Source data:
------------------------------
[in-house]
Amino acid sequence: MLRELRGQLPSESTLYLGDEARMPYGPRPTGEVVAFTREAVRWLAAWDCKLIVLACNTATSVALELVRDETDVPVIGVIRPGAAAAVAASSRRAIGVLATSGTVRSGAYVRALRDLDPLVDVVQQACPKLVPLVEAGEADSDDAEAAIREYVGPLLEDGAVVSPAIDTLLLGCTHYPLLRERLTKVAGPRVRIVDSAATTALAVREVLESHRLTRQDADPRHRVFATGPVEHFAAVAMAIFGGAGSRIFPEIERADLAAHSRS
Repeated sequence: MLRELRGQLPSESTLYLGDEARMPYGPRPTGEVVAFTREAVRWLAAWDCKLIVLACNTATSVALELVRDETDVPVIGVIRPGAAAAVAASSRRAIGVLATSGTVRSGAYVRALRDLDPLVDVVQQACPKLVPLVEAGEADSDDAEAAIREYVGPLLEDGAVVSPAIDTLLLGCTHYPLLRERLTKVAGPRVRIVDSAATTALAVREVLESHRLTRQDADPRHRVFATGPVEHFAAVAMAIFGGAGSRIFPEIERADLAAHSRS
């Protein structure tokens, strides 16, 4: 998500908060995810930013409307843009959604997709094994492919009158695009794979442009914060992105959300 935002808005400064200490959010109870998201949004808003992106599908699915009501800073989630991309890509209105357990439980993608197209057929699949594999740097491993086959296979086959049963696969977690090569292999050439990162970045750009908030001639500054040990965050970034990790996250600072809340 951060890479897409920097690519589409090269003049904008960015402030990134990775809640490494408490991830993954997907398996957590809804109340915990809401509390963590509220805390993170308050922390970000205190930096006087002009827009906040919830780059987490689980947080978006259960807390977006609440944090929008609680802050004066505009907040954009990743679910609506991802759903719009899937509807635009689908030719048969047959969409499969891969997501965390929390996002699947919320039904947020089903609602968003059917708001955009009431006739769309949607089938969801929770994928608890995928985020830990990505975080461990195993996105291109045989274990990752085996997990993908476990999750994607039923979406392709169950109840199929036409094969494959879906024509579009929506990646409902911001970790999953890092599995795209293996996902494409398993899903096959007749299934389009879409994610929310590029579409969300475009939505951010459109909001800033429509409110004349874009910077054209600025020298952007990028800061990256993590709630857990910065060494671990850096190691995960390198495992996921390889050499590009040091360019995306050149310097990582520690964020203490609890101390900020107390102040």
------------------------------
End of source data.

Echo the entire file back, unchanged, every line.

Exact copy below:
[in-house]
Amino acid sequence: MLRELRGQLPSESTLYLGDEARMPYGPRPTGEVVAFTREAVRWLAAWDCKLIVLACNTATSVALELVRDETDVPVIGVIRPGAAAAVAASSRRAIGVLATSGTVRSGAYVRALRDLDPLVDVVQQACPKLVPLVEAGEADSDDAEAAIREYVGPLLEDGAVVSPAIDTLLLGCTHYPLLRERLTKVAGPRVRIVDSAATTALAVREVLESHRLTRQDADPRHRVFATGPVEHFAAVAMAIFGGAGSRIFPEIERADLAAHSRS
Repeated sequence: MLRELRGQLPSESTLYLGDEARMPYGPRPTGEVVAFTREAVRWLAAWDCKLIVLACNTATSVALELVRDETDVPVIGVIRPGAAAAVAASSRRAIGVLATSGTVRSGAYVRALRDLDPLVDVVQQACPKLVPLVEAGEADSDDAEAAIREYVGPLLEDGAVVSPAIDTLLLGCTHYPLLRERLTKVAGPRVRIVDSAATTALAVREVLESHRLTRQDADPRHRVFATGPVEHFAAVAMAIFGGAGSRIFPEIERADLAAHSRS
């Protein structure tokens, strides 16, 4: 998500908060995810930013409307843009959604997709094994492919009158695009794979442009914060992105959300 935002808005400064200490959010109870998201949004808003992106599908699915009501800073989630991309890509209105357990439980993608197209057929699949594999740097491993086959296979086959049963696969977690090569292999050439990162970045750009908030001639500054040990965050970034990790996250600072809340 951060890479897409920097690519589409090269003049904008960015402030990134990775809640490494408490991830993954997907398996957590809804109340915990809401509390963590509220805390993170308050922390970000205190930096006087002009827009906040919830780059987490689980947080978006259960807390977006609440944090929008609680802050004066505009907040954009990743679910609506991802759903719009899937509807635009689908030719048969047959969409499969891969997501965390929390996002699947919320039904947020089903609602968003059917708001955009009431006739769309949607089938969801929770994928608890995928985020830990990505975080461990195993996105291109045989274990990752085996997990993908476990999750994607039923979406392709169950109840199929036409094969494959879906024509579009929506990646409902911001970790999953890092599995795209293996996902494409398993899903096959007749299934389009879409994610929310590029579409969300475009939505951010459109909001800033429509409110004349874009910077054209600025020298952007990028800061990256993590709630857990910065060494671990850096190691995960390198495992996921390889050499590009040091360019995306050149310097990582520690964020203490609890101390900020107390102040």